|Level 1||Level 2||Level 3|
This is freely available and easy to install on Windows, Mac and Linux computers.
python 3 installers
Python Programming Art out now
Finally a level 1 supplement book joins the series. For those of you who have finished Python Basics and want to learn about how to create Art with a computer, we have just the thing for you. While learning to control a turtle you get the chance to practise all the things you learnt about in Python Basics. Then on to the main project where a fantastic Art App is built. Here you learn how to add background images, how to add keyboard and button control to your graphical programs, plus have a lot of fun.
As usual the code is carefully but succinctly explained as you go along and so, by the end, you are able to completely hack all the programs and make them look and do just what you want them to.
Sam joins the team!
The Coding Club is going from strength to strength: more children are joining the club and no one ever misses any of the week-end sessions! This of course makes Mr Campbell fantastically happy but he is also very pleased that he now has a new helper. Sam features for the first time in Python: Programming Art which is being published at the end of April and going through its final production process at the moment.
Sam is a secondary ICT and Computer Science teacher who runs a coding club at her school for 11-14 year olds. She definitely knows her stuff as she also teaches the A level Computer Science course. Sam has already brought some great new ideas to the club and the children adore her.
When she is not coding and teaching, Sam loves travelling, keeping fit and taking part in "anything outdoors", especially if it involves beaches.
Mr Campbell's Tutorials
There are a few things that are easier to show than explain in a book. Mr Campbell now stars in his own videos on this website! He shows you how to install Python 3 and test it is working OK on a Pi, Windows and a Mac. He also shares a few of his favourite tricks in IDLE.
Your own Raspberry Pi controller
Got a Raspberry Pi but want a cool USB controller to play Pong on? Why not design your own?
This controller only has three buttons and uses Playdoh but when you design your own there are many other options. These are discussed at the end of this tutorial. Playdoh is very colourful but it does lose its shape if you get excited!
Coding For All
I was so proud to be asked to showcase the apps from the Coding Club series at the #include launch party in London recently.
#include: "Our aim is to increase the diversity of the students studying Computer Science, to challenge the stereotypes and to create accessible opportunities for all students to experience the subject first hand." How cool is that?
I believe that everyone is unique and as a consequence, different things appeal to different people no matter what group they belong to. This is why the Coding Club books available, and those currently in the pipeline, feature games, calculators, an etch-a-sketch app, interactive storytelling and art apps. The hope is that everyone will find something they are naturally interested in and hopefully also find new interests while at the same time learning to code well.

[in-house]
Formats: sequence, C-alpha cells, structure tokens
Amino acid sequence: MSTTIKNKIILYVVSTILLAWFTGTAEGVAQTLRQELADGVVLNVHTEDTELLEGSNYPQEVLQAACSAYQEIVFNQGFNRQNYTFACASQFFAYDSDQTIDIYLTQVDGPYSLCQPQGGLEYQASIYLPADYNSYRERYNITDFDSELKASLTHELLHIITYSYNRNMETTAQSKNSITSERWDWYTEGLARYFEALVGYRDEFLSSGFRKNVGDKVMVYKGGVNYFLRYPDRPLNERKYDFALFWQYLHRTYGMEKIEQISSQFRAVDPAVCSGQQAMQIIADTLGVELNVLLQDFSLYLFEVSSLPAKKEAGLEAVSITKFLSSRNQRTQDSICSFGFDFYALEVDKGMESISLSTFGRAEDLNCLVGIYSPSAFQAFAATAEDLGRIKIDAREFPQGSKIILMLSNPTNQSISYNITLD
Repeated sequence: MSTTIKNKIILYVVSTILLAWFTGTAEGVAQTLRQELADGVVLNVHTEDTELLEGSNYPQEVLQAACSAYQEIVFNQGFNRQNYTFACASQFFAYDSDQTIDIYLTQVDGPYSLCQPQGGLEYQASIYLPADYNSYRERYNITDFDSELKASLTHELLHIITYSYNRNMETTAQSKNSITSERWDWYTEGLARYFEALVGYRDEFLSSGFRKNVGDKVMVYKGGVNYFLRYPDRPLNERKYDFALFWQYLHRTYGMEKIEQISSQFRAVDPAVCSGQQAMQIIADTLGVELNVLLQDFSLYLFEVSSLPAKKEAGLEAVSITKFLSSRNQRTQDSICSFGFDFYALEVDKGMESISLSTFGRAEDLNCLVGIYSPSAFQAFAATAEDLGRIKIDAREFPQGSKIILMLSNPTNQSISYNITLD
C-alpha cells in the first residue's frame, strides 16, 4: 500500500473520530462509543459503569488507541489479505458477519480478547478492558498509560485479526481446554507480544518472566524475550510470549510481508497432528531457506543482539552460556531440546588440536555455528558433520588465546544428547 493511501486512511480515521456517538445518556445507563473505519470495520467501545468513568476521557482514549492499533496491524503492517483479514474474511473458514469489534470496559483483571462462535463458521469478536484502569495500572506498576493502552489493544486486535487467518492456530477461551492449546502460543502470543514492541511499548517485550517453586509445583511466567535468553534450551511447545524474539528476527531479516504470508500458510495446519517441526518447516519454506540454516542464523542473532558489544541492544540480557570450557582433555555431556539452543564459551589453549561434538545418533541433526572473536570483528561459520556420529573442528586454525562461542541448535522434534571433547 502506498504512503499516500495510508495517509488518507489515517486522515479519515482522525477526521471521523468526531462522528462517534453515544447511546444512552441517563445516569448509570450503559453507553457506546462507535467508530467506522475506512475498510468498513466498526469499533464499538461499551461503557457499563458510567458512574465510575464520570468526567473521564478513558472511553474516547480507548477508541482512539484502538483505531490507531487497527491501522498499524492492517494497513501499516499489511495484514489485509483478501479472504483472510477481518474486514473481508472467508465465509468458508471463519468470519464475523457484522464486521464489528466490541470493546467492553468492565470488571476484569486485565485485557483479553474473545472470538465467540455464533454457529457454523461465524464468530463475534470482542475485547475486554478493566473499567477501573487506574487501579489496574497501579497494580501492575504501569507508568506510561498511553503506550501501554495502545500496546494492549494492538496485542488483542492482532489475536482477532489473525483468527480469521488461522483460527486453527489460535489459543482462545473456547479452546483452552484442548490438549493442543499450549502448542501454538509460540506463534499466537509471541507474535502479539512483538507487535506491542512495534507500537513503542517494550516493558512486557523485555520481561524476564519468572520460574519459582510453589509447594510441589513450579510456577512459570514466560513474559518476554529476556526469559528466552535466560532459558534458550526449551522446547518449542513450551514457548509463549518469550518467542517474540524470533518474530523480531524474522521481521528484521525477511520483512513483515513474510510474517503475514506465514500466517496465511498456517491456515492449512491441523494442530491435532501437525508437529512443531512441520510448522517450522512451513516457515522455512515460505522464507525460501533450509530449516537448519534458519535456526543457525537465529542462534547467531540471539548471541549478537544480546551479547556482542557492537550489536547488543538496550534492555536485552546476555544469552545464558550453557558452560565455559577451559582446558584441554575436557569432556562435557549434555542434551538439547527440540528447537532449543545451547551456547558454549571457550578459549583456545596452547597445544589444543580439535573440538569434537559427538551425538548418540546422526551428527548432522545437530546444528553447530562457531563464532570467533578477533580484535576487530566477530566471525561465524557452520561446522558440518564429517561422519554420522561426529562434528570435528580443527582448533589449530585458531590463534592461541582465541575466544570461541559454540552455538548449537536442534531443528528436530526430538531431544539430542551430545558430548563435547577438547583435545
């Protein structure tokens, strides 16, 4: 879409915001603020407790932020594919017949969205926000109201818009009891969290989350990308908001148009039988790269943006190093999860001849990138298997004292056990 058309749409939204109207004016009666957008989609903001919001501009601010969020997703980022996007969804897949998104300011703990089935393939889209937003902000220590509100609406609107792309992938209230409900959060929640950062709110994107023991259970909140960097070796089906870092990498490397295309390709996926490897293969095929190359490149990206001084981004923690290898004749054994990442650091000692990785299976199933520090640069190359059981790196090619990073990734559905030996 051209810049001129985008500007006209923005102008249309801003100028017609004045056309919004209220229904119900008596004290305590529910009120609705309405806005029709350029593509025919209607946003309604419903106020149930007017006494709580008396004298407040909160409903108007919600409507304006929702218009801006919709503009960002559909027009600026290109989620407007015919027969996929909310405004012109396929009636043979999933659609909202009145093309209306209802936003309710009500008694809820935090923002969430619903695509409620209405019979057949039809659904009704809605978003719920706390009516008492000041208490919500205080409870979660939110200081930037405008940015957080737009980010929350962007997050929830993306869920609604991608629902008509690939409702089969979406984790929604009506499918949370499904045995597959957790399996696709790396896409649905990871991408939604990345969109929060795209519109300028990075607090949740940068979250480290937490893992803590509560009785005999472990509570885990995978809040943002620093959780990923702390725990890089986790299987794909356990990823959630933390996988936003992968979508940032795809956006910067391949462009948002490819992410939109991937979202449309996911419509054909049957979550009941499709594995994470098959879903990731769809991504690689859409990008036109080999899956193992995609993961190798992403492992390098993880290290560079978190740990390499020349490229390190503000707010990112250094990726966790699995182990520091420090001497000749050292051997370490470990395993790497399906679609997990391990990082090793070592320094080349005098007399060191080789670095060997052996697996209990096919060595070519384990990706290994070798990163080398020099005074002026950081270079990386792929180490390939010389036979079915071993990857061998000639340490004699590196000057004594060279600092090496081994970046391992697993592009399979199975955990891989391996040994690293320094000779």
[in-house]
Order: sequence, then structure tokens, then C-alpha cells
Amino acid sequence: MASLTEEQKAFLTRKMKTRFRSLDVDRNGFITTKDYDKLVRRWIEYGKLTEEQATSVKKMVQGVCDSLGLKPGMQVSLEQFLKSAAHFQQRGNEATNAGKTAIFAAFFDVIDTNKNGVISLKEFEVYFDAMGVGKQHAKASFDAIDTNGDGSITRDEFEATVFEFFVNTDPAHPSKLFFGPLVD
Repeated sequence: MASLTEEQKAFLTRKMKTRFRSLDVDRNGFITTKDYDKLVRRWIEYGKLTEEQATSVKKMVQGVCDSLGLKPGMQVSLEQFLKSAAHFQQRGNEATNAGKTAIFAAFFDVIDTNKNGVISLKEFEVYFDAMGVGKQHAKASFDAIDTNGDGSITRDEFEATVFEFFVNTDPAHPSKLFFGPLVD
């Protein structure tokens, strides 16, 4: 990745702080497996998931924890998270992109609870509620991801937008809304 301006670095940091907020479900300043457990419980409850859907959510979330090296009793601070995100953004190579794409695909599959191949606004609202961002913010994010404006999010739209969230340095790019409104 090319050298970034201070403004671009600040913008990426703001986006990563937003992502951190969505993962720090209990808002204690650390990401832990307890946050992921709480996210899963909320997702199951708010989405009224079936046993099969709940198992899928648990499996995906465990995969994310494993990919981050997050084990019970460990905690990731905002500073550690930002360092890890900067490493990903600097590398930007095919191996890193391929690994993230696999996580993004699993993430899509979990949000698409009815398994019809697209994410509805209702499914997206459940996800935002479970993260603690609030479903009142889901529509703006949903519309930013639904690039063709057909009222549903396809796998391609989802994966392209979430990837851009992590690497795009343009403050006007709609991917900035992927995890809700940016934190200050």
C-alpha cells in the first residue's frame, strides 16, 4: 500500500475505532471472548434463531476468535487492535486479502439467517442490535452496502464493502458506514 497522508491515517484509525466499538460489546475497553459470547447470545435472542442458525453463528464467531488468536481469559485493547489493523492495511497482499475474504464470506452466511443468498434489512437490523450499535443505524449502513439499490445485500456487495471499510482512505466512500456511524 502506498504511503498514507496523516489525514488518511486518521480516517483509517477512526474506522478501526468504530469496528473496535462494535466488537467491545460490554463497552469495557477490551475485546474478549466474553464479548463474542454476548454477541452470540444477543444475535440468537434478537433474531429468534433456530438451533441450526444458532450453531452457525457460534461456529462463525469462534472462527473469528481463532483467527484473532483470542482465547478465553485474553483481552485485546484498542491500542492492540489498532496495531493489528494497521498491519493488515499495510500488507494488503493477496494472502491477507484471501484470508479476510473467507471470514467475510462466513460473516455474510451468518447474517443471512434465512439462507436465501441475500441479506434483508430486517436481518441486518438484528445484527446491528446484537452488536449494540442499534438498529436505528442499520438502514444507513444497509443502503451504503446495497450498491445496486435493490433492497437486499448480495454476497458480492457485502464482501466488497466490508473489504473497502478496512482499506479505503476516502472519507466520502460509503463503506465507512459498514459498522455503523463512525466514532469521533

It really worries me that youngsters worry so much about fitting in with stereotypes, that they limit their own freedom to be interested and enjoy anything. Why shouldn't a guy in the school football team also enjoy and pursue a ballroom dancing interest without worrying what his friends will think? Why do some girly girls who also enjoy programming worry that their friends won't understand them?
It is great when I hear about people breaking these moulds, such as will.i.am taking up coding. It is people like Will who help free kids to try whatever interests them. There are many things that imprison us: our fear of the unknown, poverty, lack of a safe home, but worrying about peer pressure and stereotypes shouldn't be one of them. And to quote Kate Russell, from the BBC's flagship technology program Click: "Why wouldn't anyone want to learn programming?"
Raspberry Pi Mini Pi Out
All the code in the Coding Club books works really well on a Raspberry Pi. The Pi is also great for embedded programming, using computers to control everyday objects such as garage doors. There are many systems out there that enable you to get quick access to the GPIO pins on the Raspberry Pi but none of them are very easy with my PiBow case, until now ...
This is the web site that supports the Coding Club series of books. These are aimed at anyone who can type and wants to learn to program. Unlike most computer books, these are quite short books. Each has a project that practises what has been learnt. The books emphasise why the code is written the way it is and how to design Apps. All this while being fun and interesting too!
Each book is graded just like a reading scheme. The first book is required but then there is a choice - pick a book that interests you from the level that interests you:
Level 1 books use:
>>> while loops
>>> a tiny bit of tkinter to enable windowed apps.
Level 2 books add:
>>> container data-types (tuples, lists and dictionaries)
>>> for loops
>>> more tkinter to enable windowed apps
>>> there is often some optional theory included for those who are interested. (e.g. binary)
Level 3 books add:
>>> classes and objects
>>> the idea of algorithms (readers are not expected to come up with their own)
>>> the idea of breaking large projects into manageable parts
>>> designing code for re-use.
"Why download games off the internet when you can make your very own versions and control exactly how they work and look!"
The Coding Club series of books can be used with any computer. There are versions for Mac, Linux and Windows. What if you cannot get on a computer easily? The answer to this is, surprisingly, just go and buy your own for about £30 from the RaspberryPi foundation!